Netflix (NASDAQ:NFLX) has been one of the best-performing stocks of the last decade, returning 2,400% as the company has successfully transitioned from DVDs by mail to a streaming giant. Nonetheless, it's had its fair share of detractors along the way, and their complaints are familiar at this point.

Bears have long argued that Netflix's streaming advantage will eventually be eroded by new competition, which will steal market share as they make streaming a priority. In the same line of reasoning, they tend to believe that most of Netflix's original content is mediocre, implying that the leading streamer isn't even particularly good at what it does and that it would easily be surpassed by a dedicated competitor.

Netflix has faced a wave of new streaming competition in the U.S. as services like Disney+, Apple+, Comcast's Peacock, and AT&T's HBOMax have all come on the market in the past year. There are signs that Netflix has ceded market share as it encounters new competition, though it's still the biggest piece in what is an ever-growing pie.

The receptionist at Netflix headquarters.

Image source: Netflix.

But the biggest thing Netflix bears seem to be missing with these arguments is that they are almost all focused on the U.S. market, which now accounts for only about one-third of Netflix's total subscribers. The company's business is maturing in its home market, where more than half of all households in the country subscribe to the service, and it's already reached its target range of 60 million to 90 million subscribers. Its biggest growth opportunities are abroad, and that's also where Netflix has its greatest advantage.

Signs of strength abroad

Netflix recently showed its confidence in Canada by raising monthly subscription prices for the first time in two years, boosting the price by a Canadian dollar to CA$14.99 ($11.38) on standard plans and by CA$2 on premium plans to CA$18.99.

Netflix dominates the Canadian market since the company has historically faced less competition north of the border, though content tastes are nearly the same as in the U.S. For example, Disney's Hulu is over a decade old now, but never made the trip north, and is still only available in the U.S.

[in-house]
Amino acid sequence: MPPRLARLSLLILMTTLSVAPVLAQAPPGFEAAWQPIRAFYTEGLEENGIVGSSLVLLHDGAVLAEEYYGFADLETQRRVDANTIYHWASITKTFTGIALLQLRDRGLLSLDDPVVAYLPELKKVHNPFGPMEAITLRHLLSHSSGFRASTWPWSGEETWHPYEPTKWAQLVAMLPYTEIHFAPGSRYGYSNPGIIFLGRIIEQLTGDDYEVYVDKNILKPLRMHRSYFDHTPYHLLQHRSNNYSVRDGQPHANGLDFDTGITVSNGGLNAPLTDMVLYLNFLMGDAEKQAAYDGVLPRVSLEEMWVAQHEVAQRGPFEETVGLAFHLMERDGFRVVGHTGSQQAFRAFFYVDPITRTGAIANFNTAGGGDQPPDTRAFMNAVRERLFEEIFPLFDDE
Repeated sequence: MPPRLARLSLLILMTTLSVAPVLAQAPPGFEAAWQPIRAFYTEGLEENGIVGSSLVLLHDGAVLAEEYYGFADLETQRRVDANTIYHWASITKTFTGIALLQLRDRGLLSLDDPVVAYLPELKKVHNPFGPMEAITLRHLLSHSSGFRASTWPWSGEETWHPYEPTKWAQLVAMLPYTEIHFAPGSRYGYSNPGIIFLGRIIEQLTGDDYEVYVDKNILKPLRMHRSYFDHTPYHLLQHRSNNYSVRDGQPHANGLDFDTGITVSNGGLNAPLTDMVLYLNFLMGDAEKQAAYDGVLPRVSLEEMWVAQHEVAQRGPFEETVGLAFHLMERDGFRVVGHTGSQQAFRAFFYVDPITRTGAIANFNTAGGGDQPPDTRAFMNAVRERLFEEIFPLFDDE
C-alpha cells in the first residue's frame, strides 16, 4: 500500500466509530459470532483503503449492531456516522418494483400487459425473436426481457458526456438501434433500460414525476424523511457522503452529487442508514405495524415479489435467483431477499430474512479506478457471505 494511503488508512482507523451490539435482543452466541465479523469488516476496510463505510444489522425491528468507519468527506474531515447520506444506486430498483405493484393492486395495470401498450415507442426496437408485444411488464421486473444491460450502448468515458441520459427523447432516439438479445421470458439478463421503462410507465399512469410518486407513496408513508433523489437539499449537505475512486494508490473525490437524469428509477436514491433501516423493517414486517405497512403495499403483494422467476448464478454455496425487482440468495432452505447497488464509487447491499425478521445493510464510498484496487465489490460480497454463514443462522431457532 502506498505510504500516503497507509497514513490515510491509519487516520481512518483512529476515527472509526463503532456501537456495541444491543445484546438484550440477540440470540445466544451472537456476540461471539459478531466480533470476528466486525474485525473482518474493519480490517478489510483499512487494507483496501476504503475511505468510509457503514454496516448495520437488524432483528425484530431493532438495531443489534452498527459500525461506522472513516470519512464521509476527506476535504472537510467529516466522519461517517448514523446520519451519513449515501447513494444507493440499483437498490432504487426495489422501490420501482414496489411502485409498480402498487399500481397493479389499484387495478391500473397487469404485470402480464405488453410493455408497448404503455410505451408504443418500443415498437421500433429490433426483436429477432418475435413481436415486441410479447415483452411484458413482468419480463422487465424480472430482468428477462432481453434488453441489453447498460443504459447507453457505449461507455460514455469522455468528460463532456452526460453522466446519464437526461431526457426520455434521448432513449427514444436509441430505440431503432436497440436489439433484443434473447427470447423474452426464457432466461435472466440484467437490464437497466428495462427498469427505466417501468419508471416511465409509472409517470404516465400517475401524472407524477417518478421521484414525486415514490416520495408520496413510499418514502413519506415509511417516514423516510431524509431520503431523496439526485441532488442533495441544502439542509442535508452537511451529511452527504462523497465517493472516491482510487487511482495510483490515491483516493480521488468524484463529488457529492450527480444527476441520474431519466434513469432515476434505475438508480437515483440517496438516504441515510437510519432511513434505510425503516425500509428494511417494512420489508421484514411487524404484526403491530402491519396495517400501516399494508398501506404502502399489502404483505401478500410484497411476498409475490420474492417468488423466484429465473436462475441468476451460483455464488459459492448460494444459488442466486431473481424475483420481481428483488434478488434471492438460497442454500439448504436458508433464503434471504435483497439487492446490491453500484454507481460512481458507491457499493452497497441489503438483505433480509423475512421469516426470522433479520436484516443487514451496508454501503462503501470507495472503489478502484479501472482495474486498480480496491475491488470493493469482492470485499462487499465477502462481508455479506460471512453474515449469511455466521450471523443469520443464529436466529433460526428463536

According to eMarketer, 52% of Canadian households subscribe to Netflix, making it the clear leader over No. 2 Amazon Prime at 25% and No. 3 Disney+ at 17%. The research firm also sees the number of Canadian Netflix viewers rising from 14.6 million in 2019 to 18.4 million in 2024.

In Australia, meanwhile, Netflix said it would raise prices by a similar amount on its two lowest tiers. Canada and Australia are among the markets most similar to the U.S., and they attest to the company's belief that it has added value to warrant the price increase. The price hikes also seem to indicate that subscriber growth has continued to be brisk despite tamped-down expectations for the third quarter.

The international advantage

While competitors may be leveling the playing field in the U.S., Netflix has a huge head start over competitors in the international market. Hulu, HBOMax, and Peacock aren't even available outside the U.S. right now.

While Amazon Prime Video is offered all over the world, the Prime package that Americans are familiar with, which is best known for free two-day delivery, is only available in about 20 countries. So the primary incentive to join the service doesn't exist in much of the world.

And Disney+ has expanded rapidly into Europe and elsewhere, but the company has currently staked its business almost entirely on legacy content since The Mandalorian has been its only original series to get much attention.

On the other hand, Netflix regularly releases new local-language content at a pace that its competitors simply aren't equipped to match, and has generated foreign-language hits like Money Heist and Roma.

Despite setbacks from the coronavirus pandemic, Netflix had restarted production on 22 shows in 11 countries in Europe by July, and the company never stopped in countries like South Korea. That puts Netflix in a better position than rivals to emerge from the crisis with a steady pipeline of content, and it also isn't facing the challenges of not being able to release movies in theaters.

But most importantly, Netflix's robust growth abroad and the content production infrastructure it's built outside the U.S. give the company a significant advantage over its new competitors, which are only just starting to expand into foreign markets. Overvaluing the domestic market and ignoring its international potential is a mistake. That edge is unlikely to go away anytime soon and will drive the company's growth over the coming years.